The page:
Saying Good-Bye

On Tuesday afternoon, the world lost one of the most beautiful souls I have ever known.  Our precious friend Bryce lost his battle with brain cancer.  I know many of you already know his story, but I cope with emotions through writing so I feel compelled to put my feelings into words.

Aidan and I first met Bryce almost five years ago.  The YMCA was starting a new Arts program, including children’s theatre, and Bryce was in charge.  He was only 21 when I met him.  Aidan was one of only four kids who auditioned for “Lullaby for a Lonely Child”, so Bryce put out a plea looking for adults to help fill the roles.  Since I was going to be at practice with Aidan anyway, I volunteered to be in it as well and the rest is history.

Bryce convinced our entire family to get involved in theatre again.  The boys and I did “Wizard of Oz” with Bryce, and Tony ran the lights.  Then, Tony and I had the amazing experience of being cast as two of ten people in the production of “Godspell” that Bryce was directing.  Last summer, all five of us were on stage for “Cinderella”.  Our family was brought together in a way we might not have otherwise been, and we have amazing memories together. We’ve made friendships that will last a lifetime.  This summer, Bryce got sick a week before our rehearsals for “Seussical” were supposed to start.

Anyone who has been in theatre can tell you that your fellow cast members and crew quickly become your family.  You spend late nights and weekends together.  In our case, it was three entire summers and one winter.  We were lucky enough to spend time with Bryce outside of  the YMCA productions, too.  When we were trying to share memories with Aidan on Tuesday evening, it struck me that I had lots of occasions of laughter with Bryce that were maybe not “child appropriate”.




We sent Bryce flowers when he first went into the hospital.  This is the last time I “spoke” with him – it’s one text I’ll never delete because it makes me smile.



Bryce was so many things to so many people, and his life was cut much, much too short.  I still can’t wrap my brain around what his loss means to me or to my kids.  Aidan loved Bryce with his whole heart and he slept with me on Tuesday evening – we cried ourselves to sleep.  We will both miss Bryce’s hugs.  Bryce was always ready with a word of encouragement or joke to keep you from taking yourself too seriously.  He encouraged me to sing solo – loud and proud – and always told me that my voice was just fine (even though we ALL know that’s not true!)  I selfishly wonder how I will stay close to my newest theatre friends without a summer performance – and how Aidan and I will manage to step on to a stage again without crying.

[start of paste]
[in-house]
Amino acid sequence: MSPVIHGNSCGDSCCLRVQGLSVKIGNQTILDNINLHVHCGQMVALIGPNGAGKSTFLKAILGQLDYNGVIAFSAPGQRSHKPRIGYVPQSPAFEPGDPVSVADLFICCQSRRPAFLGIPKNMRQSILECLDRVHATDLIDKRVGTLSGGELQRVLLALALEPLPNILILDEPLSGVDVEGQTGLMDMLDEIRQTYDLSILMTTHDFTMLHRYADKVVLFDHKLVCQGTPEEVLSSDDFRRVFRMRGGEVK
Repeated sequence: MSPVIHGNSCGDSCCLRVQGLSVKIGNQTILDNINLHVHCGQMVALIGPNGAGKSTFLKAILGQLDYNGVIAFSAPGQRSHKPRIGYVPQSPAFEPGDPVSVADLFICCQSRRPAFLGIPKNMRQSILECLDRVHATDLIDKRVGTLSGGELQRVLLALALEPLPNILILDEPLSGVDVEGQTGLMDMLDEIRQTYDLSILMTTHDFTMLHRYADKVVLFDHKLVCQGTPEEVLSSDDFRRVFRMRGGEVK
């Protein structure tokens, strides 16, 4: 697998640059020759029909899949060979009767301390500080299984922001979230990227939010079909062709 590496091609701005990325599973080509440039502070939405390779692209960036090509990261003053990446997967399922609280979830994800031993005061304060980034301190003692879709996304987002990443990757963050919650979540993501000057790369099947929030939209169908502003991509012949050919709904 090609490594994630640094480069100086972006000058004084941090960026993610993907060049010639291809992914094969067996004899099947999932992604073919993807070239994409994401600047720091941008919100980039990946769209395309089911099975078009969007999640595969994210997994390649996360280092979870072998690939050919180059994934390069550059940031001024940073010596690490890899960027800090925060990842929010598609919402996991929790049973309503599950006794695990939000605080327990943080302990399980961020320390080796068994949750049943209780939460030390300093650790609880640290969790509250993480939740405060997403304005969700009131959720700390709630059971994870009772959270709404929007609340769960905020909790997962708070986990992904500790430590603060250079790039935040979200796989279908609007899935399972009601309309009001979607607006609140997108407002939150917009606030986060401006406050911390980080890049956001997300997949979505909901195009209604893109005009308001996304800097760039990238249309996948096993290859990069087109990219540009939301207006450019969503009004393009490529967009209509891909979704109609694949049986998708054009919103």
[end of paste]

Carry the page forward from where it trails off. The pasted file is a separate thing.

Bryce was an amazing person with a huge heart.  I know that I will carry his courage and spirit with me every time I step on a stage –  whether it’s in front of a committee, my students, or an audience.  I hope that I can channel his love, patience, and humor when I work with kids on the stage and off.  I hope that Aidan (and Andrew and Sophie) carry a little piece of Bryce with them as they grow up.

Bryce leaves behind a legacy of friends and children whose lives he touched and didn’t even know it.  At his memorial this evening, it was standing room only in the theatre.  As I struggle with losing my friend, I know his family and those who have loved him far longer than I are struggling even more.   Say some prayers for heaven’s newest angel – and for those of us mourning him.  He leaves behind big shoes to fill, but many people to help fill them.

“When words fail, music speaks”


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